The MENA region reported the world’s highest unemployment rates in 2013 with 12.2% in North Africa and 10.9% in the Middle East, virtually the same as in 2012, the International Labour Organisation (ILO) said in the latest edition of its Global Employment Trends report. Tunisia had the highest jobless rate in MENA at 17.5% in 2013 and Qatar had the lowest at 0.6%. The 2013 economic growth rate in MENA was too low to create sufficient employment opportunities for a fast growing population, and consequently unemployment remained the highest in the world, according to the ILO.
The MENA economies suffer from a “specialization in sectors that generate low employment growth and from a lack of structural transformation towards high-productive industries,” the ILO underscored.
A few commodity-exporting sectors generate the bulk of the region's output but contribute very little to employment opportunities. Such sectors do not offer sufficient employment opportunities for the skilled young people, according to the ILO. The high salaries paid in these commodity-exporting sectors, moreover, boost labour costs and wage expectations more broadly, denting stronger job creation in other, more employment-intensive sectors in industry or services, the ILO underscored.
The smaller oil-exporting countries in MENA, mainly the GCC, redistribute the wealth generated from their oil exports through generous public employment offers to nationals. This further “pushes up wage premiums for natives and limits the capacity of these countries to develop a sustainable business sector outside a few highly productive sectors, the ILO said.
Many countries in MENA also suffer from a challenging business climate characterized by poor and limited infrastructure, such as costly, unreliable and inefficient supplies of electricity and water, the ILO noted. Such parameters further dampen and limit investment opportunities and growth. The demographic change characterised by a growing young population is, thus, considered to be a burden on the economy rather than an asset, according to the ILO.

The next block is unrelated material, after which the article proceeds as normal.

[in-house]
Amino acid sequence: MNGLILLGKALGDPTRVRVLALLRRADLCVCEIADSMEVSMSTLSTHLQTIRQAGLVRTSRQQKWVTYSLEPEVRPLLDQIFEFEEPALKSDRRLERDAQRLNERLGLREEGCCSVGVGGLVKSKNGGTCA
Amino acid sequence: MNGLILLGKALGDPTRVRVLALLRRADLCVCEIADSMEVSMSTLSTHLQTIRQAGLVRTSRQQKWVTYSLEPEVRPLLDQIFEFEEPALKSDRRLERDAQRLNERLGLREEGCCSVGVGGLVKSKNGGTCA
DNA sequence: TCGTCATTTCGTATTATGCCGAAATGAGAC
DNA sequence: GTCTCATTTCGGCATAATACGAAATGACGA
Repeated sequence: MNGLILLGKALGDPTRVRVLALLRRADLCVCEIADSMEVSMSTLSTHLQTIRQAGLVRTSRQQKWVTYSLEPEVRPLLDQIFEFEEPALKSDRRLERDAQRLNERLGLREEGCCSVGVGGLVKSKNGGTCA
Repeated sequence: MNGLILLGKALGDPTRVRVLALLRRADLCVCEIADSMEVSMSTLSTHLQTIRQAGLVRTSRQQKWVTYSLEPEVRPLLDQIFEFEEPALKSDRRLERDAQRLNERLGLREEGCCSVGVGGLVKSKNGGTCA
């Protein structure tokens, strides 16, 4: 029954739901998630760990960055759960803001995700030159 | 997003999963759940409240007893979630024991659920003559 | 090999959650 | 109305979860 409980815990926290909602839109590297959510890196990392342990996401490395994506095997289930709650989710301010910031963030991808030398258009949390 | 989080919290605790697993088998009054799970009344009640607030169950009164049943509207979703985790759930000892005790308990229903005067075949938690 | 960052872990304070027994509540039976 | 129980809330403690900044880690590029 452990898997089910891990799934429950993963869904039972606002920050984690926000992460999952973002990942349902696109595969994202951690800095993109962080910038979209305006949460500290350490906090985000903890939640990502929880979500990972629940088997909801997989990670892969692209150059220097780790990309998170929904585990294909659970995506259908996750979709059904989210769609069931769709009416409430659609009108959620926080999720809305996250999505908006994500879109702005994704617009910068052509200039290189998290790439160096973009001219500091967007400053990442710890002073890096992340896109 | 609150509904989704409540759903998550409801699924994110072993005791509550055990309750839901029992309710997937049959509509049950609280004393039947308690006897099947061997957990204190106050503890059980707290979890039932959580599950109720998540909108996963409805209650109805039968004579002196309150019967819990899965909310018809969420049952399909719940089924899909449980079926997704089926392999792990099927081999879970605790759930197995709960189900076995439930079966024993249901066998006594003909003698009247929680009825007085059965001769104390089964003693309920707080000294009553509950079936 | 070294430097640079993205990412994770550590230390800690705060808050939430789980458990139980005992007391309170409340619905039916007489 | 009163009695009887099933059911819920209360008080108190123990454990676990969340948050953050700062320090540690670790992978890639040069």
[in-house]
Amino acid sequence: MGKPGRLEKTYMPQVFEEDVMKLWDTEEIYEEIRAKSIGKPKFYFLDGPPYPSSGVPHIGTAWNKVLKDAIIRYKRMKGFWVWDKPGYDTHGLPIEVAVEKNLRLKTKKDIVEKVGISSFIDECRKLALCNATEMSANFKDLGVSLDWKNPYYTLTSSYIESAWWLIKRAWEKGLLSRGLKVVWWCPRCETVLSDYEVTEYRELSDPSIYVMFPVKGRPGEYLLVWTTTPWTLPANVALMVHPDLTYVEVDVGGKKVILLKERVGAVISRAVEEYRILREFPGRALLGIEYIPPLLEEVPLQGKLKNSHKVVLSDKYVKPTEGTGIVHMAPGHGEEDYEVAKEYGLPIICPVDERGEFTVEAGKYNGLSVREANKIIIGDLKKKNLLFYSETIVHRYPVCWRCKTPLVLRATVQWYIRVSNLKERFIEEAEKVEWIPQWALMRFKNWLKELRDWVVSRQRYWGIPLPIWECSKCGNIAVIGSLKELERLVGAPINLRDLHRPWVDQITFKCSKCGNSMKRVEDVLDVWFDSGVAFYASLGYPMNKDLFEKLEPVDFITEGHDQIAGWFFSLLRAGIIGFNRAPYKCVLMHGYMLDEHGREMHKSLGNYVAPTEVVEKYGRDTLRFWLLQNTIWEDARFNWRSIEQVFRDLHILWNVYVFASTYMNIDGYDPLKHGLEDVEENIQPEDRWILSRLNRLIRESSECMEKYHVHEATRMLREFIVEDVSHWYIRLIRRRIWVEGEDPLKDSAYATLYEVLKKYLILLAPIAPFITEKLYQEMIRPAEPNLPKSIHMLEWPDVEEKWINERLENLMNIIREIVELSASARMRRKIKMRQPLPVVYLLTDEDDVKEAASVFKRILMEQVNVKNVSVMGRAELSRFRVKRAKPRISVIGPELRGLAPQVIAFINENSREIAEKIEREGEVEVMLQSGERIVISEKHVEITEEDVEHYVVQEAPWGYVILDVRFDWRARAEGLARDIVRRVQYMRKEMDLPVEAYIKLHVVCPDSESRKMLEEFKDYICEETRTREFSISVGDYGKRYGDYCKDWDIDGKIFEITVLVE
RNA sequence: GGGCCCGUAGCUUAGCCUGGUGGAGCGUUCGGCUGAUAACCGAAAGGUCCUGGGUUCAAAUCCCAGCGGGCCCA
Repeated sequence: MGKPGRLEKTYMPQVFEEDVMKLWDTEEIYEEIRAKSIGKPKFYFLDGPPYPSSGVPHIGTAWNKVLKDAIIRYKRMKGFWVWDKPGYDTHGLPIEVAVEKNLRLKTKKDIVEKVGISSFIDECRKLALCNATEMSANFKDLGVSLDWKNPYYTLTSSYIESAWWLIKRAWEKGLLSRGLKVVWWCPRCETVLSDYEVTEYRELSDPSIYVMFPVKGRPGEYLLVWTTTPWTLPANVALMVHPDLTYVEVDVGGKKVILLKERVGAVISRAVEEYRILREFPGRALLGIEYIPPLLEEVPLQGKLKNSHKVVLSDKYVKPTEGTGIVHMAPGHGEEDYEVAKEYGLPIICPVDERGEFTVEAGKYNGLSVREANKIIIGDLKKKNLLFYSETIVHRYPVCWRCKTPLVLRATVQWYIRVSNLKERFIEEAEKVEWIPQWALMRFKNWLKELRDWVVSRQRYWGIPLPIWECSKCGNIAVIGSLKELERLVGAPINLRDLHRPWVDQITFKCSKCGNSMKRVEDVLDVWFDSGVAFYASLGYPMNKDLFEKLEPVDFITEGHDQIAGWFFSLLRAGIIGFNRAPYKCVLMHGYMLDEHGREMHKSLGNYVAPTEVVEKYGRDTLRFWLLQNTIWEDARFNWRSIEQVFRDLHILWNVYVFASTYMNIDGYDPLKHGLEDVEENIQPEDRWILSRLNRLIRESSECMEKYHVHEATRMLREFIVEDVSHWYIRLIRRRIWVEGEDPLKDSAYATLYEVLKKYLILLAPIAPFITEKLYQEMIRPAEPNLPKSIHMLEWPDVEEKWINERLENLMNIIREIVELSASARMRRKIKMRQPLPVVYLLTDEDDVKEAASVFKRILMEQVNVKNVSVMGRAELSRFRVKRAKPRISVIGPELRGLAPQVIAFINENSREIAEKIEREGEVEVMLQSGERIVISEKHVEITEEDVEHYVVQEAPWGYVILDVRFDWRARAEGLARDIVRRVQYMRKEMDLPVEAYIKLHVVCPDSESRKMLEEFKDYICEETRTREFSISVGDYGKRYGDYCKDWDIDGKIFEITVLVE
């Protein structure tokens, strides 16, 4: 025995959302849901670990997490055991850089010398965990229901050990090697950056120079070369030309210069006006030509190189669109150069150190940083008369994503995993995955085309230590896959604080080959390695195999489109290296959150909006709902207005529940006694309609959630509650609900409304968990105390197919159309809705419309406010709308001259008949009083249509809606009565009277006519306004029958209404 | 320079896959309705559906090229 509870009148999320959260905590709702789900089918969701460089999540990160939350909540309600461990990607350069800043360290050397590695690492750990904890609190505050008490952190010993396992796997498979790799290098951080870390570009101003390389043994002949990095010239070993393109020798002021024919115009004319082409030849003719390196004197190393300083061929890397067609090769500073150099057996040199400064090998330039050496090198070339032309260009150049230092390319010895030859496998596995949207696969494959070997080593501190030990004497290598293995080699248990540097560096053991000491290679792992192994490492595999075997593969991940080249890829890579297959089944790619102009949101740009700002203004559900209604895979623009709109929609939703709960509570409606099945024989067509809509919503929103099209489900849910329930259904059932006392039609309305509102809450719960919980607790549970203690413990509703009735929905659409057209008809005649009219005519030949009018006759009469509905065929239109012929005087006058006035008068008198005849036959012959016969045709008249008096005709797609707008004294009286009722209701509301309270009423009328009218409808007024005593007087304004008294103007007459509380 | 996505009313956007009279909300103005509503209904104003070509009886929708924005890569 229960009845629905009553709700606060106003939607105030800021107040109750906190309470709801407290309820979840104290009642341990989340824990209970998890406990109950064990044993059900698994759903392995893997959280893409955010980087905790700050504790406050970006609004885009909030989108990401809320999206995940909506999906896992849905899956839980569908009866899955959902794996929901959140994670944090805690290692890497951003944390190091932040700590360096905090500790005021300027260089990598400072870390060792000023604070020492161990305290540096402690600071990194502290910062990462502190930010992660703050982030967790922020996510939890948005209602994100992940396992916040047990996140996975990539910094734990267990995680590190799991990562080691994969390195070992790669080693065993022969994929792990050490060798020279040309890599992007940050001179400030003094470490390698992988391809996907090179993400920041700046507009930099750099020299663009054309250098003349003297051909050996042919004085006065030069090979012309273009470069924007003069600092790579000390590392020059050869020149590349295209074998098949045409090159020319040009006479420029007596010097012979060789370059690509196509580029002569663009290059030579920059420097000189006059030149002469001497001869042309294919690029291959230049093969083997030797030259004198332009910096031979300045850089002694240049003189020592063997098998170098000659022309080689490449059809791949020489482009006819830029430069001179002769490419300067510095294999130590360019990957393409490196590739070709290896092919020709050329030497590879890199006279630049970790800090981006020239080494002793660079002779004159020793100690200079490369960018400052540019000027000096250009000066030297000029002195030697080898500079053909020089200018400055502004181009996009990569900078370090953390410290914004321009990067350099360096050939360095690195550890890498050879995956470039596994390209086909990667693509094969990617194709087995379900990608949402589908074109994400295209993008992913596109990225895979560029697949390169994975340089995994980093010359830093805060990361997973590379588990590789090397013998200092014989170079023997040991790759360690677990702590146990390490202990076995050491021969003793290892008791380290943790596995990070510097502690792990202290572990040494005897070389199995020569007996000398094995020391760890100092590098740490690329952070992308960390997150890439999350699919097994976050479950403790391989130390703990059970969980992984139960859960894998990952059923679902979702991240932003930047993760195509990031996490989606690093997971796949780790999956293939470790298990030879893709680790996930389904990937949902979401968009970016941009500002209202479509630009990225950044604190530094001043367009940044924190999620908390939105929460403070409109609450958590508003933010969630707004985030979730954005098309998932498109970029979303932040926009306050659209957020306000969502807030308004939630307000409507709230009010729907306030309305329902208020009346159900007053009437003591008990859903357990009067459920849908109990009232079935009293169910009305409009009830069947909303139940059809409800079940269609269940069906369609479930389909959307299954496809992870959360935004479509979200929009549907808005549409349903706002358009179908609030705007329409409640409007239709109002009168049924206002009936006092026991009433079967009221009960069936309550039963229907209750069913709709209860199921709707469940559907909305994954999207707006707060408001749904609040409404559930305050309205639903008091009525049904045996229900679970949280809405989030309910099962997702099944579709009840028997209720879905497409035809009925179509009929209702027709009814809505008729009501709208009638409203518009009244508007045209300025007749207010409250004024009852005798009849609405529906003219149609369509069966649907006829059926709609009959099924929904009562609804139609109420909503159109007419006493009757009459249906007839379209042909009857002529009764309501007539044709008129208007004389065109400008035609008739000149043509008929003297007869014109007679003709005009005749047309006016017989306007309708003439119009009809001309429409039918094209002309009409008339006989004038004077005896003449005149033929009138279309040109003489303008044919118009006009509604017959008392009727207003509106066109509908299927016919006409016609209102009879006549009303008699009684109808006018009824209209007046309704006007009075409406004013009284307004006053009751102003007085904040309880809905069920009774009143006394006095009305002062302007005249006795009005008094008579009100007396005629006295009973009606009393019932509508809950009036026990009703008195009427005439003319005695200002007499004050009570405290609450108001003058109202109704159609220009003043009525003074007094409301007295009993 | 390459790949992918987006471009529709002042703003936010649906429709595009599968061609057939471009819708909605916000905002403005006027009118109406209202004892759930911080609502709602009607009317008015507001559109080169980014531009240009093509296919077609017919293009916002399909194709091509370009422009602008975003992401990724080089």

The limited job opportunities will likely fuel social unrest and instability further in MENA as a youthful population face severely limited opportunities. Youth unemployment in MENA countries remains the highest in the world, reaching 27.2% in the Middle East and more than 29% in North Africa in 2013, the ILO said. This is reportedly more than twice the global average.
The youth labour force is expected to decline over the coming years in MENA, but this will provide only a short-term relief. As of 2020, long-term demographic projections indicate a return to stronger growth of the youth population, the ILO warned. MENA countries, thus, need to develop a labour market that can utilise the new entrants and benefit from the demographic dividend, the ILO noted.
|Unemployment rates in MENA|
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